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Gorbachev believes Right Cause has chances to get Duma seats

August 17, 2011, 17:17 UTC+3
He admitted that he liked the new party leader, billionaire businessman Mikhail Prokhorov
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MOSCOW, August 17 (Itar-Tass) — Former Soviet Union president Mikhail Gorbachev said on Wednesday he was not satisfied with the way the country develops. “Answering in short, I will say I am not content,” Gorbachev said at a news conference.

According to him, “there are so many programs and speeches that you don’t have time to read,” while “in the essence the current policy is movement in the opposite direction”.

In particular, the former Soviet leader is not satisfied with the demographic situation, poverty, reforms in the education system and the situation in the medical sector.

“It is written in the Constitution that education is affordable and free, and what is being done now is only for the rich,” he said. “Medicines are costly, and besides imported, and on their way here somebody’s profits grow,” Gorbachev stressed.

He believes the transformation of Russia’s political system is the main danger. “Problems must be solved, but they will not let solve them as long as this system of state power exists,” he said, adding that the situation has changed a lot after 1993.

“There are no direct gubernatorial elections any longer, no deputies are elected from single-seat electoral districts,” and things will be the way the party wants, he said.

Gorbachev believes the setting up of the All-Russia People’s Front will not trigger an inflow of fresh forces. “We need honest elections, but administrative resources vote here,” he said. “It is necessary to make people feel that something depends on them, while we are getting some new fronts. That is no good at all,” Gorbachev stressed.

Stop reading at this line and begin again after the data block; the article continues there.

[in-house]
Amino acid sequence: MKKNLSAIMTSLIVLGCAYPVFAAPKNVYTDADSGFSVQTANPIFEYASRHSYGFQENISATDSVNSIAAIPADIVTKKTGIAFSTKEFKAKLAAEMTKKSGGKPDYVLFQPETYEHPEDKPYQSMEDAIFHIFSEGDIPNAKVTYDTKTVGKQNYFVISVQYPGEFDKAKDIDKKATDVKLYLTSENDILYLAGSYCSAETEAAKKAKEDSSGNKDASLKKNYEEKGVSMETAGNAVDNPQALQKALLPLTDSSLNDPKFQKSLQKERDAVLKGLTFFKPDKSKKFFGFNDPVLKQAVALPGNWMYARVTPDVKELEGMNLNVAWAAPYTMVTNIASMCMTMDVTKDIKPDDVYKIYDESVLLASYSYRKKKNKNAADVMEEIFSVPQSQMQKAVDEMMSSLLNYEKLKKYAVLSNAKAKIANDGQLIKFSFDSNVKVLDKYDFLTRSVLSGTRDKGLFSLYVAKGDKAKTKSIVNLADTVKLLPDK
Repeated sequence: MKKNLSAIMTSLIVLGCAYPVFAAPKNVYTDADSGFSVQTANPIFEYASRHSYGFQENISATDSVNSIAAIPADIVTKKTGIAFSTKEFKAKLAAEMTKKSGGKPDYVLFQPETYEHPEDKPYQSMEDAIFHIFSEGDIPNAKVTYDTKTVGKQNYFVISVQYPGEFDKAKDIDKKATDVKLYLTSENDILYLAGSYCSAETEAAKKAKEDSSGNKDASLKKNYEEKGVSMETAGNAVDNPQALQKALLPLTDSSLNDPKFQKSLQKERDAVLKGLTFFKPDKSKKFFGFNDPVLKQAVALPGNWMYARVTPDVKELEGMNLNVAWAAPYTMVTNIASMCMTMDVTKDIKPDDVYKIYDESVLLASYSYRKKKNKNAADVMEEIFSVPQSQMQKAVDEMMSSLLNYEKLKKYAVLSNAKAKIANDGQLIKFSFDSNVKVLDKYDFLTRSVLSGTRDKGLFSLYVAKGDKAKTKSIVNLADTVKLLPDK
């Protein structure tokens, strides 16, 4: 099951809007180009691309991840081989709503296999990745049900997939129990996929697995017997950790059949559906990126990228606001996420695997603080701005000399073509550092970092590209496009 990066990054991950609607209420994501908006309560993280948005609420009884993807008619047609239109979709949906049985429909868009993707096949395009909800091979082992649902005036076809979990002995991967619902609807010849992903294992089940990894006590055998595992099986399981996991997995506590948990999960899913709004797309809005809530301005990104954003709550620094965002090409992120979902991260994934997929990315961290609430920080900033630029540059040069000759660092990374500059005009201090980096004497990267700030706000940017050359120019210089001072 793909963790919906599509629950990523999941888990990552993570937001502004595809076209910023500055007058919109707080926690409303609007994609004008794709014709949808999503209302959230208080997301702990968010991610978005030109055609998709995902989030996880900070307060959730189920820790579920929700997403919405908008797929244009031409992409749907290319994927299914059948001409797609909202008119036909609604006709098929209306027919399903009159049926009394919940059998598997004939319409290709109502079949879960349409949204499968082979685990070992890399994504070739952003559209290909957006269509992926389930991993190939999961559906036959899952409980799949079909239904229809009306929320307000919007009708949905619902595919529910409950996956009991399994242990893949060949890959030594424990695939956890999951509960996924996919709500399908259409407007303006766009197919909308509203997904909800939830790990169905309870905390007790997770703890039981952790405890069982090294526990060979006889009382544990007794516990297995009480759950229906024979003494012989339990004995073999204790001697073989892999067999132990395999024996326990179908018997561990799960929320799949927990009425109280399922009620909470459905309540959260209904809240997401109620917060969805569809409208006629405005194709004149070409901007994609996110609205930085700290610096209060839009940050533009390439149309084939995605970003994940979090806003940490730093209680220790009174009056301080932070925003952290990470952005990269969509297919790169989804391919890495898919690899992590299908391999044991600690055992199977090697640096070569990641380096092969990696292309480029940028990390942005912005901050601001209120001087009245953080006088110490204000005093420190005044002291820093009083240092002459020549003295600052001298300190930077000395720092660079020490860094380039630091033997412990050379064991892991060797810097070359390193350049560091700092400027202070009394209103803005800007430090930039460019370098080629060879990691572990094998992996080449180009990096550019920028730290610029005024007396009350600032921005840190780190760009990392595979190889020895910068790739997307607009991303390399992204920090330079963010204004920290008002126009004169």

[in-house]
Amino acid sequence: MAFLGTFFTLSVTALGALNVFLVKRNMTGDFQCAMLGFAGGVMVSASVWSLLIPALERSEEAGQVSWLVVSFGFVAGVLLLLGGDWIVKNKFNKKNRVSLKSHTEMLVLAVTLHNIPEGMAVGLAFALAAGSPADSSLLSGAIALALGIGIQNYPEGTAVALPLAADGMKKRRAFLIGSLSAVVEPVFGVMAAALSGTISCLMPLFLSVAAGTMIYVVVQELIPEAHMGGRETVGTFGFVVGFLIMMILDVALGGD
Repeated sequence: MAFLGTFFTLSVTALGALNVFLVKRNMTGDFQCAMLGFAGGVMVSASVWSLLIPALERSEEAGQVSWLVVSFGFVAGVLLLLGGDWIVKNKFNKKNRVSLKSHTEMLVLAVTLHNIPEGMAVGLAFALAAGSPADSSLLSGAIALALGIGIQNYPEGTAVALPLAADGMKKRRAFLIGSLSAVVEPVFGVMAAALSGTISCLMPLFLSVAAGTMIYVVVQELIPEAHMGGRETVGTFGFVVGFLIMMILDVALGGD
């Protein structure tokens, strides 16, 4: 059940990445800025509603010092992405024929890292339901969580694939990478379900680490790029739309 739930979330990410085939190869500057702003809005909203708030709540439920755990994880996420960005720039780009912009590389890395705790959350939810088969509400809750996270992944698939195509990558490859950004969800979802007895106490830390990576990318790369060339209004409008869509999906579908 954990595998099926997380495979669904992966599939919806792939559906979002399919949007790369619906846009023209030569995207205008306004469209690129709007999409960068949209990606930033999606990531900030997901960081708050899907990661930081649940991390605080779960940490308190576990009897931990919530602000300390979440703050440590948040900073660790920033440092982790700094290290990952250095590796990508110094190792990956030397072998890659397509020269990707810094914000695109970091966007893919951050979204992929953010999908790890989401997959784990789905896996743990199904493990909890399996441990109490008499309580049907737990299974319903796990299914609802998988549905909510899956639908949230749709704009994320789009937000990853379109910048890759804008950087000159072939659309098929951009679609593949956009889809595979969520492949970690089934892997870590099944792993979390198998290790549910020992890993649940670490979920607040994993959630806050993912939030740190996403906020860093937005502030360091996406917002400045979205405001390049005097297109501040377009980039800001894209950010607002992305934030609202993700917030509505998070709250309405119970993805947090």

He also believes “there must be a renewal of the top leadership”. However, Gorbachev declined to answer the question whom he would like to see as Russian president after the 2012 election. “Why then hold elections if I have to explain,” he parried a reporter’s query.

Gorbachev stressed that he has always supported and supports Vladimir Putin, particularly when he visits western countries. “With the situation we have in Russia, totalitarian methods cannot be avoided,” he explained. “But if this grows into a totalitarian regime, not a separate action caused by the situation, these are different things,” he added.

“I want us to move along the path of a democratic transit,” Gorbachev stressed. “United Russia (Party) must give up monopoly, and must not repeat the worst version of the Communist Party of the Soviet Union (CPSU),” the former Soviet president stressed.


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